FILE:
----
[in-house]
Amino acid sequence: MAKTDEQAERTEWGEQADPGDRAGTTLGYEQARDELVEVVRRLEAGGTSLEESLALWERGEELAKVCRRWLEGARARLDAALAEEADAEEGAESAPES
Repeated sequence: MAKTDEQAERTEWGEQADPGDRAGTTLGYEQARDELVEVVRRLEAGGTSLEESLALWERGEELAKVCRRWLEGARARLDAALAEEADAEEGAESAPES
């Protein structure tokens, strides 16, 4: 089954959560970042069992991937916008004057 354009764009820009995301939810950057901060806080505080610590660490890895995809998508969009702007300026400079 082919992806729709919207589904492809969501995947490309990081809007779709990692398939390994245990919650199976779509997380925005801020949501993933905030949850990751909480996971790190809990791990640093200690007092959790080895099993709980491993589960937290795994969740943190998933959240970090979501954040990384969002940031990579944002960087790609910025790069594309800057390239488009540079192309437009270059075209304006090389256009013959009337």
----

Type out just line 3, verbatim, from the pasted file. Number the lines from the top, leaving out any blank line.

Repeated sequence: MAKTDEQAERTEWGEQADPGDRAGTTLGYEQARDELVEVVRRLEAGGTSLEESLALWERGEELAKVCRRWLEGARARLDAALAEEADAEEGAESAPES